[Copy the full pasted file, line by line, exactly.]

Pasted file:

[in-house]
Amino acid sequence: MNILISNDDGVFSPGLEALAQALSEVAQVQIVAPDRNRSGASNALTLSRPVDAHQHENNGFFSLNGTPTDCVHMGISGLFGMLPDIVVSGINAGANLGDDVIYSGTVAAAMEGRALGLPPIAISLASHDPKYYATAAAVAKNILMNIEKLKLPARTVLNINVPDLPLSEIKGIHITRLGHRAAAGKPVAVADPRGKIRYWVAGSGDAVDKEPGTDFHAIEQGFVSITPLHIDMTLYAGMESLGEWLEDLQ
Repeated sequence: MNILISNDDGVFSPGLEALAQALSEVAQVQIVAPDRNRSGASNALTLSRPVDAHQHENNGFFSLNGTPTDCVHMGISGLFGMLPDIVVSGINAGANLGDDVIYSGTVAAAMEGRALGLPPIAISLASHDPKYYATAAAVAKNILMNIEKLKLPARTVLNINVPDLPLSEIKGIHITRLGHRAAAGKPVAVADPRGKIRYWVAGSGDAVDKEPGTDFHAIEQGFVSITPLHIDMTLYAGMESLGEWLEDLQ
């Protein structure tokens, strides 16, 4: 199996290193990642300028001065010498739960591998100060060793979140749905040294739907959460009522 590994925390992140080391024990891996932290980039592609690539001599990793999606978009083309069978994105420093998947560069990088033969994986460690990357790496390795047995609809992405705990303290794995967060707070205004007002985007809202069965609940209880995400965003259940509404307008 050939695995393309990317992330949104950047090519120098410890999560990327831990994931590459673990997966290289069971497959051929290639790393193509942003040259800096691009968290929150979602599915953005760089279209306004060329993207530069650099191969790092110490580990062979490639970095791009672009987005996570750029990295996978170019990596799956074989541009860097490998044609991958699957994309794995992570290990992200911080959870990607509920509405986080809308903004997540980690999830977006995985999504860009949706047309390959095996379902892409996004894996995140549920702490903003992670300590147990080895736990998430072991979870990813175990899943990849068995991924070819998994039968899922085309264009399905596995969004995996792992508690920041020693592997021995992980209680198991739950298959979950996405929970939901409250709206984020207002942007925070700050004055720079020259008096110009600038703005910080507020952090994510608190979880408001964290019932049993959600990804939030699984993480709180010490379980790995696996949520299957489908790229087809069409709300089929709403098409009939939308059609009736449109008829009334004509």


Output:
[in-house]
Amino acid sequence: MNILISNDDGVFSPGLEALAQALSEVAQVQIVAPDRNRSGASNALTLSRPVDAHQHENNGFFSLNGTPTDCVHMGISGLFGMLPDIVVSGINAGANLGDDVIYSGTVAAAMEGRALGLPPIAISLASHDPKYYATAAAVAKNILMNIEKLKLPARTVLNINVPDLPLSEIKGIHITRLGHRAAAGKPVAVADPRGKIRYWVAGSGDAVDKEPGTDFHAIEQGFVSITPLHIDMTLYAGMESLGEWLEDLQ
Repeated sequence: MNILISNDDGVFSPGLEALAQALSEVAQVQIVAPDRNRSGASNALTLSRPVDAHQHENNGFFSLNGTPTDCVHMGISGLFGMLPDIVVSGINAGANLGDDVIYSGTVAAAMEGRALGLPPIAISLASHDPKYYATAAAVAKNILMNIEKLKLPARTVLNINVPDLPLSEIKGIHITRLGHRAAAGKPVAVADPRGKIRYWVAGSGDAVDKEPGTDFHAIEQGFVSITPLHIDMTLYAGMESLGEWLEDLQ
């Protein structure tokens, strides 16, 4: 199996290193990642300028001065010498739960591998100060060793979140749905040294739907959460009522 590994925390992140080391024990891996932290980039592609690539001599990793999606978009083309069978994105420093998947560069990088033969994986460690990357790496390795047995609809992405705990303290794995967060707070205004007002985007809202069965609940209880995400965003259940509404307008 050939695995393309990317992330949104950047090519120098410890999560990327831990994931590459673990997966290289069971497959051929290639790393193509942003040259800096691009968290929150979602599915953005760089279209306004060329993207530069650099191969790092110490580990062979490639970095791009672009987005996570750029990295996978170019990596799956074989541009860097490998044609991958699957994309794995992570290990992200911080959870990607509920509405986080809308903004997540980690999830977006995985999504860009949706047309390959095996379902892409996004894996995140549920702490903003992670300590147990080895736990998430072991979870990813175990899943990849068995991924070819998994039968899922085309264009399905596995969004995996792992508690920041020693592997021995992980209680198991739950298959979950996405929970939901409250709206984020207002942007925070700050004055720079020259008096110009600038703005910080507020952090994510608190979880408001964290019932049993959600990804939030699984993480709180010490379980790995696996949520299957489908790229087809069409709300089929709403098409009939939308059609009736449109008829009334004509």